have been shipped away in trades, but only Villanueva could be considered a substantial loss. By and large, the Giants—renowned in recent years for their development of amateur arms acquired through the First-Year Player Draft—have suffered from a dearth of international pitching talent that extends beyond the Dominican Republic. Yusmeiro Petit, who excelled as a swingman for the 2014 World Series champions, remains the only Venezuelan-born Giant to exceed 100 innings in a season since Ramon Monzant in 1958.

Part of that famine on the international pitching front is self-inflicted: The Giants have been averse to splurging on the most heralded Dominican and Venezuelan teenagers compared to other well-endowed clubs like the Yankees, Red Sox, Dodgers, and Rangers. When they have spent big, it has been on position players, virtually all of whom have flopped—sometimes in gruesome or horrific fashion. That’s why many were stunned to see the Giants outbid the Dodgers for Bahamian shortstop Lucius Fox, a $6 million gamble that sent San Francisco soaring past its bonus allotment and into the two-year penalty.

But Fox and no. 2 signee Ricardo Genoves are not pitchers. Instead, as Grant Brisbee pointed out in the post linked above, the Giants have tended to hunt for bargain arms on the international market, a strategy that has produced some useful returns, but not in the form of direct major-league rotation help. Flores, Mella, and left-hander Luis Ysla were three such acquisitions, ultimately used in trade. Adalberto Mejia, recently ranked as the organization’s no. 10 prospect, is still around and approaching the doorstep, but he’s no lock to remain a starter after getting suspended, hurt, and fat, all in one tumultuous 2015 campaign.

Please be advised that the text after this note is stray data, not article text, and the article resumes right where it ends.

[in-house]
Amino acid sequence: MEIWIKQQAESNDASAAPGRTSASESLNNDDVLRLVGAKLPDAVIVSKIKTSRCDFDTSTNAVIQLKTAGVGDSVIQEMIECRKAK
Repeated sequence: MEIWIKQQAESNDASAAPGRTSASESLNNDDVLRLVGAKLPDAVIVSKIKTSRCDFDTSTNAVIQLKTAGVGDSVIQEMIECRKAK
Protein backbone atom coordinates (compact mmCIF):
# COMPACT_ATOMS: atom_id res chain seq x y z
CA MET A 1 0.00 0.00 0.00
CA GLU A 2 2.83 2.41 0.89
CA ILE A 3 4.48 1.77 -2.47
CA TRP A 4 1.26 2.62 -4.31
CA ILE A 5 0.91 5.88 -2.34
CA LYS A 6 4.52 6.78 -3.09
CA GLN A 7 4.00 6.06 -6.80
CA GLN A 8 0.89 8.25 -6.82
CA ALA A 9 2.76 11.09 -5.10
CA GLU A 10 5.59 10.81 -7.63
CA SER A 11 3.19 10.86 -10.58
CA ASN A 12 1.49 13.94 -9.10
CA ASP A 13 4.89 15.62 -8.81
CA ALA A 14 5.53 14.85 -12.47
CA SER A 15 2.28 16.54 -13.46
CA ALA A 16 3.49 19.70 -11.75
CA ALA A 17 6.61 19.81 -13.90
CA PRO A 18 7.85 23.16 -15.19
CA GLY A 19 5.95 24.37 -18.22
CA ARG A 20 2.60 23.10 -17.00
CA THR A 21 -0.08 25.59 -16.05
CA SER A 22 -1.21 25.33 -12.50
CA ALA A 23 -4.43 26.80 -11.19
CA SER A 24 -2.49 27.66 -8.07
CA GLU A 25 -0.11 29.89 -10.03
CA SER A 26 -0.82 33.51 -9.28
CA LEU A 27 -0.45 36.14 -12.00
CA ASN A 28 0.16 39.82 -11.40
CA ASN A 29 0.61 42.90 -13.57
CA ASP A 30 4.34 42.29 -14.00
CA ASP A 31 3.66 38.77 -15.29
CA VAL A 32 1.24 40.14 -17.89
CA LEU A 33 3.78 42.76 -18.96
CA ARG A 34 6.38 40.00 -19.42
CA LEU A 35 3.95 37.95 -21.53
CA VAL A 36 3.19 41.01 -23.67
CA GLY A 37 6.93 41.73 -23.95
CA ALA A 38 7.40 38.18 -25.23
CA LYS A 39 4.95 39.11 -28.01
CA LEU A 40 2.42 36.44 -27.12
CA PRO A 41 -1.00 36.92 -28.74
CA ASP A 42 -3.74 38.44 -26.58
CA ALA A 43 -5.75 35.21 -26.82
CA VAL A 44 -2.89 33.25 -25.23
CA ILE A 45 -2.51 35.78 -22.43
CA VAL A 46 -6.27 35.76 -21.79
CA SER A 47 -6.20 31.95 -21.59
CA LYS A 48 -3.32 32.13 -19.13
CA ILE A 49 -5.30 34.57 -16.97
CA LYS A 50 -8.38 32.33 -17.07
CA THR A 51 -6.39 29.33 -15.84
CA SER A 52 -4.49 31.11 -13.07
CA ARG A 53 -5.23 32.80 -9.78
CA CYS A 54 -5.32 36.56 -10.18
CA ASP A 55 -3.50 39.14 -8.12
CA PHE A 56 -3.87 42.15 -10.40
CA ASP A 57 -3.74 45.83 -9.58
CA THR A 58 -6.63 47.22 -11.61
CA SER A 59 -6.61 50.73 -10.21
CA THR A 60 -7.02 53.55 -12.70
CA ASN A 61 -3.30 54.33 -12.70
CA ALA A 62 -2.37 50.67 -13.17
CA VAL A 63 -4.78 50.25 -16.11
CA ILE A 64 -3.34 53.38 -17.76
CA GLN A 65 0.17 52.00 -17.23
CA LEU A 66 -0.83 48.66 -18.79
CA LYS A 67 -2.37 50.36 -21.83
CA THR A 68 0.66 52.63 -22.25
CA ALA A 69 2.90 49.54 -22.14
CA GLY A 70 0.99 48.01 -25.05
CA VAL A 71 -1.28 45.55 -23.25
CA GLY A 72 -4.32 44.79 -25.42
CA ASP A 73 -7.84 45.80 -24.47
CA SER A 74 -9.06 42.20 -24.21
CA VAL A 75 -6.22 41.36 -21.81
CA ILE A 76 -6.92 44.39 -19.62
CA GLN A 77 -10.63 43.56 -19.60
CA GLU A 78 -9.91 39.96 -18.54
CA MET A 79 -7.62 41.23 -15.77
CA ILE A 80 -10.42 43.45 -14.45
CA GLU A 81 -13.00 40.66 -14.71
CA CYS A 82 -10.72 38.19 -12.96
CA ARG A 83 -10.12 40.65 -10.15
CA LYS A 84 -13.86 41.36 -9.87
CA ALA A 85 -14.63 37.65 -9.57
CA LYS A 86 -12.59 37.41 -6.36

That lull in pitching development, coupled with a fruitful stretch on the position-player front, set Brian Sabean and Bobby Evans on course to pursue the high-end starters available this winter. After falling short to the Diamondbacks on Zack Greinke, they settled for Jeff Samardzija and Johnny Cueto. In so doing, the Giants became the first team ever to tender contracts worth at least $90 million to multiple pitchers in the same offseason.

Barring springtime trouble, the latter’s six-year, $130 million signing Monday will make him the first Dominican-born starter to pitch for the Giants since the third game of the 2008 season, and the first to do so on schedule since Bautista on August 27, 1996. History aside, it’s a risky addition. Cueto turns 30 in February, his elbow barked last May—enough to prompt the Reds to have the righty undergo an MRI—and he took the Royals on a rollercoaster ride before excelling in the World Series. Moreover, the opt-out clause puts the pitcher in control of his mid-30s future and the Giants on the hook for $84 million if injury or ineffectiveness compels him to stay. As Matthew Trueblood explained, the deal’s structure suggests the Giants want Cueto through 2017, not 2021—just long enough to barge through the nudged-open NL West door.

But whether Cueto stays in San Francisco for two years or six, whether he performs like the Reds ace or the Royals enigma, this much is virtually certain: Only a debilitating injury can prevent the San Pedro de Macoris native from eclipsing the 42 starts amassed by Dominican-born Giants in the post-Marichal era.

Starts totals cited above were obtained via the invaluable Baseball-Reference Play Index.